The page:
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07/22/2016

Back-to-School Retailers: Step Up Your Social Media and Promotions This Week

Retailers seeking to grab extra dollars from back-to-school shoppers need to step up their social media game this week and draw consumers into the store by the end of July.

Parents will spend $488 on average for clothing, accessories, school supplies, computers, and other electronics for their children this year, according to Deloitte’s “2016 Back-to-school survey” of parents with children in grades K-12. However, the earlier the shopper, the higher the budget: Respondents who said they plan to start shopping for back-to-school by the end of July are likely to spend 26% more than those who begin in August or later. And more than half (58%) say they will begin shopping before August.

Take that into account with Deloitte's findings that 25% of parents plan to use social media to assist with their shopping and a battle plan for this week emerges. The No.1 reason parents surveyed will use social media is to find out about promotions (74%), followed by coupons (64%).

Retailers can beef up promotions this week and start getting them out on social channels to draw shoppers into the store. The majority of shoppers (61%) say they’ll research online before making a purchase in a physical store, but roughly two-thirds of the budget for traditional categories like school supplies (66%) and clothing and accessories (63%), will be spent in brick-and-mortar. Meanwhile, for online shoppers free shipping is key, as 62% of respondents say they are more likely to buy from online retailers who offer free shipping.

“Retailers are getting the online and mobile views and clicks, but customer engagement often stops there during this season,” said Rod Sides, vice chairman, Deloitte LLP and Retail and Distribution practice leader. “Back-to-school shopping has become more surgical and task-oriented as parents customize their own assortment based on discounts, free shipping, and pre-purchase options. That puts retailers to the test to create a connection that goes beyond just a deal-driven interaction with an indifferent shopper.”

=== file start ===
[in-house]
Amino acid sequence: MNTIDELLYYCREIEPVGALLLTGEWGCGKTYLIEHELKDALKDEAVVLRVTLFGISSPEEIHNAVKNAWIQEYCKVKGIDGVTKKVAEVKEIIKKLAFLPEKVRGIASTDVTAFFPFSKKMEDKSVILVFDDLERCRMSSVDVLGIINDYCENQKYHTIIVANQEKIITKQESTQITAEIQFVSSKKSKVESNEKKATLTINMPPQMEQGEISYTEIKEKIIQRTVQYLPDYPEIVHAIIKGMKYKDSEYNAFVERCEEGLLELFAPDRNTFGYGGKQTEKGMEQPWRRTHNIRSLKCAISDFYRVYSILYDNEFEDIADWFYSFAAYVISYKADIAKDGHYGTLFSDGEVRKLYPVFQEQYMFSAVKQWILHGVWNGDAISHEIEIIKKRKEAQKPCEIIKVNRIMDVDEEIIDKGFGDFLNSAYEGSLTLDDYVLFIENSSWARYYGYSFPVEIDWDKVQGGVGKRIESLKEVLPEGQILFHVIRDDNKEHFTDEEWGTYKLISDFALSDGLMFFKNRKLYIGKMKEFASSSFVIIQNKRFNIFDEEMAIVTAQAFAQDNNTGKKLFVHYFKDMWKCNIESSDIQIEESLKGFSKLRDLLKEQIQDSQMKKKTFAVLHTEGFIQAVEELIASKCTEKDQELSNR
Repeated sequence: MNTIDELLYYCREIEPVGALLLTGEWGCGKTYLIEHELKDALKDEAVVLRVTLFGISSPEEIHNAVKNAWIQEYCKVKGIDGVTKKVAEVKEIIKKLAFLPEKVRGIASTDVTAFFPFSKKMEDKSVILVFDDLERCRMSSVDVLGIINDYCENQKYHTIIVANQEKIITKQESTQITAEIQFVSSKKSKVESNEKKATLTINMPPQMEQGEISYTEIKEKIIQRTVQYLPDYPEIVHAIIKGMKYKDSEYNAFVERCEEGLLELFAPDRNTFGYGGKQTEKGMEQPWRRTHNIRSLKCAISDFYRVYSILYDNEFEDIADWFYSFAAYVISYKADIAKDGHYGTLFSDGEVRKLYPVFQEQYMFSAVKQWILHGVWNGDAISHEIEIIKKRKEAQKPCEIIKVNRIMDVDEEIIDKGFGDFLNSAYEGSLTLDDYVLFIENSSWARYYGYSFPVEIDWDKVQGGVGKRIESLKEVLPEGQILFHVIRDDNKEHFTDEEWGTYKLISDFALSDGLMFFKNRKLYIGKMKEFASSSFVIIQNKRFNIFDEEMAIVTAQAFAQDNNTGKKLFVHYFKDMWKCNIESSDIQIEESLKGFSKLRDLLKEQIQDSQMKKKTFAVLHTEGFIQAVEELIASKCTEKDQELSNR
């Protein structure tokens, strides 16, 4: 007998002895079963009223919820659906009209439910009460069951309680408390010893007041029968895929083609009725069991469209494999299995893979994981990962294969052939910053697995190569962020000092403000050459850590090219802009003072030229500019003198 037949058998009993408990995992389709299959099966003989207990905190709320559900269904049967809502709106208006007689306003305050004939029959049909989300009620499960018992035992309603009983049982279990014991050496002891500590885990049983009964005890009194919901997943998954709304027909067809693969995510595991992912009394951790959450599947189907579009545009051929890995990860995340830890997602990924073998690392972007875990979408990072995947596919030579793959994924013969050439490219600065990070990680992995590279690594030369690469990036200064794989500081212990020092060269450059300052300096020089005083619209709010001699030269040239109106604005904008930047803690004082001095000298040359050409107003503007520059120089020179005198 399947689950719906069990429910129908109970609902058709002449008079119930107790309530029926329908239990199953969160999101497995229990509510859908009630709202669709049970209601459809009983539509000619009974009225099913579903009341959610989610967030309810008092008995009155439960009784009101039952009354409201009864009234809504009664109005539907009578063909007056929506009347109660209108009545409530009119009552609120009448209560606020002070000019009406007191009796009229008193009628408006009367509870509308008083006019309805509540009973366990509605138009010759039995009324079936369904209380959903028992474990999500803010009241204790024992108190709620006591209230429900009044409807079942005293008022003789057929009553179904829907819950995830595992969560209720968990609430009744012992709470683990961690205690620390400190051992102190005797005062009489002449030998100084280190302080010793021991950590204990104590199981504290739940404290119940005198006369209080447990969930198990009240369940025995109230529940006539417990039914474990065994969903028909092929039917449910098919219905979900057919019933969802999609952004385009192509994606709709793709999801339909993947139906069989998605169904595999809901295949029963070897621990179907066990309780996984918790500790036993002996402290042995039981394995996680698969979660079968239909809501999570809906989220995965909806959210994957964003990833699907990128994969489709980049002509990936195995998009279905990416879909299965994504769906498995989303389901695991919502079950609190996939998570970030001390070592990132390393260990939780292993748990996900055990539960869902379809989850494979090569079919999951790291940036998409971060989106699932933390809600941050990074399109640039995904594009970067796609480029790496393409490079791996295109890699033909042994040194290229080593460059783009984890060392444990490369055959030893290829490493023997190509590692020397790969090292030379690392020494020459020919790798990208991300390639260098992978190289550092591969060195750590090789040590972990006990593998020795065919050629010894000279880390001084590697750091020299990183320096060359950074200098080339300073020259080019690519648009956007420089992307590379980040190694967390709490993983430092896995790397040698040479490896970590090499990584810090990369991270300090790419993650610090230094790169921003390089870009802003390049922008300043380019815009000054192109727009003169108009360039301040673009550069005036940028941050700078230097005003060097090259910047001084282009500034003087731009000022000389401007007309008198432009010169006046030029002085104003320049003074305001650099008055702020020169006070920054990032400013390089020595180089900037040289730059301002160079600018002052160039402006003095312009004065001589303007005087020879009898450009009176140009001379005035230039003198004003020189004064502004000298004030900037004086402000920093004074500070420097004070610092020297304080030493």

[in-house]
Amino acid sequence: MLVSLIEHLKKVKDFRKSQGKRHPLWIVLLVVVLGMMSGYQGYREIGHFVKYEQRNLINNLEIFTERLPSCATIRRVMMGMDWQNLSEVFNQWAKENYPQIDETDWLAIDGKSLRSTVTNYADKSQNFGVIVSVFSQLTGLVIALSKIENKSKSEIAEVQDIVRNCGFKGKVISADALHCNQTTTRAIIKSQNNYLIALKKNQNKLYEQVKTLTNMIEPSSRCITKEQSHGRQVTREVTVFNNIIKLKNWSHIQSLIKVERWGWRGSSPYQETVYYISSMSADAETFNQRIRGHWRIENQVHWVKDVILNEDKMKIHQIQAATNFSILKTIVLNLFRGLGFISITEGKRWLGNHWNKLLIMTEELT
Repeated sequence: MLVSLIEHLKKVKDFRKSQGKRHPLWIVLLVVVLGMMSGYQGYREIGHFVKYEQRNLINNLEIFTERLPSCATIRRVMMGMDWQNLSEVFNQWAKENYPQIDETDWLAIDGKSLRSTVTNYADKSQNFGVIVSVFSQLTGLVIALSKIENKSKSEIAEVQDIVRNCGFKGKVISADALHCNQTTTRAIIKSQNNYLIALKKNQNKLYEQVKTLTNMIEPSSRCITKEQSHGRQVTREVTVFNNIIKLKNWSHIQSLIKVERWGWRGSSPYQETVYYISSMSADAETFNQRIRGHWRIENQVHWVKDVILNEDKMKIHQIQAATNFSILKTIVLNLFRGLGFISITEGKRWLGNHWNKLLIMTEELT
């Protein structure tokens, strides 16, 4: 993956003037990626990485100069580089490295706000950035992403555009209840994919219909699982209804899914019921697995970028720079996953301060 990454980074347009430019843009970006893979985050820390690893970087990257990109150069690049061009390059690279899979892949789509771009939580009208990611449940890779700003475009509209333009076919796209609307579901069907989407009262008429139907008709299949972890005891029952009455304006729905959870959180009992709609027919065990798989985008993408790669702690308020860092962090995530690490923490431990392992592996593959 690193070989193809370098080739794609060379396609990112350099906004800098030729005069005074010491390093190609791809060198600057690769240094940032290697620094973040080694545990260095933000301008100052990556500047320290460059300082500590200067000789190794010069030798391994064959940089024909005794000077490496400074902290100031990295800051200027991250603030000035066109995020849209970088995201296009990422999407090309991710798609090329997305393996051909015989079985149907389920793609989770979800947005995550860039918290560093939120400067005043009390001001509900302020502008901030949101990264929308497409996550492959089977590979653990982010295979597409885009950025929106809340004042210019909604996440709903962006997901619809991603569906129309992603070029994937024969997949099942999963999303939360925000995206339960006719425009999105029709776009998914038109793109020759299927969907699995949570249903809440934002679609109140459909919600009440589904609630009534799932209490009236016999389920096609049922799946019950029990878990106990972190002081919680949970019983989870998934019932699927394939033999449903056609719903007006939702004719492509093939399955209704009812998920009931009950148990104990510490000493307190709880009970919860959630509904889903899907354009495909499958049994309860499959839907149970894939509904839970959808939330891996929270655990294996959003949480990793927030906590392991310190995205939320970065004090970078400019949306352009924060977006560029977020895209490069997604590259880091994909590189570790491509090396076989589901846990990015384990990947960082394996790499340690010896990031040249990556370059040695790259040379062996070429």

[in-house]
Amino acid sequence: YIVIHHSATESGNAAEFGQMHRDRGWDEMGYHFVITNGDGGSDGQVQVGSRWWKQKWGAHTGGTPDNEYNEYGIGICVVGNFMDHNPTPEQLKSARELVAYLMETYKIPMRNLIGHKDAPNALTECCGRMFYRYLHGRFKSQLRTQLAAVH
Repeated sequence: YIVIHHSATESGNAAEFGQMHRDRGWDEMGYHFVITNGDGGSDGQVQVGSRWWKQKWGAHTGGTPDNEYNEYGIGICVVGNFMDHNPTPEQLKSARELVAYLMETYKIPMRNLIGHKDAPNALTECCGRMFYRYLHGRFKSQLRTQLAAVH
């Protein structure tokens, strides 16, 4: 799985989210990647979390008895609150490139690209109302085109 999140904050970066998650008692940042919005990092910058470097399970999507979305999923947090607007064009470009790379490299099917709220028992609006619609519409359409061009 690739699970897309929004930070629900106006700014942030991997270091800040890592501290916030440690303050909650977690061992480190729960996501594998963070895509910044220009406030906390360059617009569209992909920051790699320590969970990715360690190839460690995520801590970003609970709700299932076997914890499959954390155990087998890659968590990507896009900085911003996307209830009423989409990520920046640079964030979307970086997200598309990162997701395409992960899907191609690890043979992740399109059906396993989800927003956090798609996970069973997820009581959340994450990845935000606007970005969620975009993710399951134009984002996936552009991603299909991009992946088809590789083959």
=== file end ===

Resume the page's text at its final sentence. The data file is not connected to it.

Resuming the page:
According to the National Retail Federation, back-to-school spending will be up this year, but families are still looking for deals.

NRF’s annual survey conducted by Prosper Insights and Analytics, found total spending for K-12 and college is expected to reach $75.8 billion, up from last year’s $68 billion. A few more families are shopping for sales (43%, up from 41%) or comparing prices online (32%, up from 31%). But the number who saying they are spending less overall is down at 23% compared with 27% last year.

“Families are still looking for bargains, but there are signs that they are less worried about the economy than in the past,” NRF President and CEO Matthew Shay said.

“The budget-conscious consumer is not forgetting about price, quality or value, and we continue to see this when it comes to back-to-school shopping,” Prosper Principal Analyst Pam Goodfellow said. “That is why many parents are taking advantage of shopping early, scouring ads and websites for the best deals, and taking advantage of free shipping with online purchases.”

Back-to-College Shopping

Retailers looking to boost online sales may want to target back-to-school promotions to college students. While parents mostly do the shopping for K-12 students, the latest consumer survey by Branding Brand, a mobile commerce and engagement platform for retailer apps, found one in 10 young millennials (ages 18-24) will purchase all of their back-to-college shopping online. The reasons include not dealing with people (36%) and that they can drink while shopping (10%), which may explain Barnes & Noble's new concept stores, which will offer wine and beer and table-side service. But the top reason Millennials don't shop online is shipping fees, so now is the time to roll out the free shipping on college related items.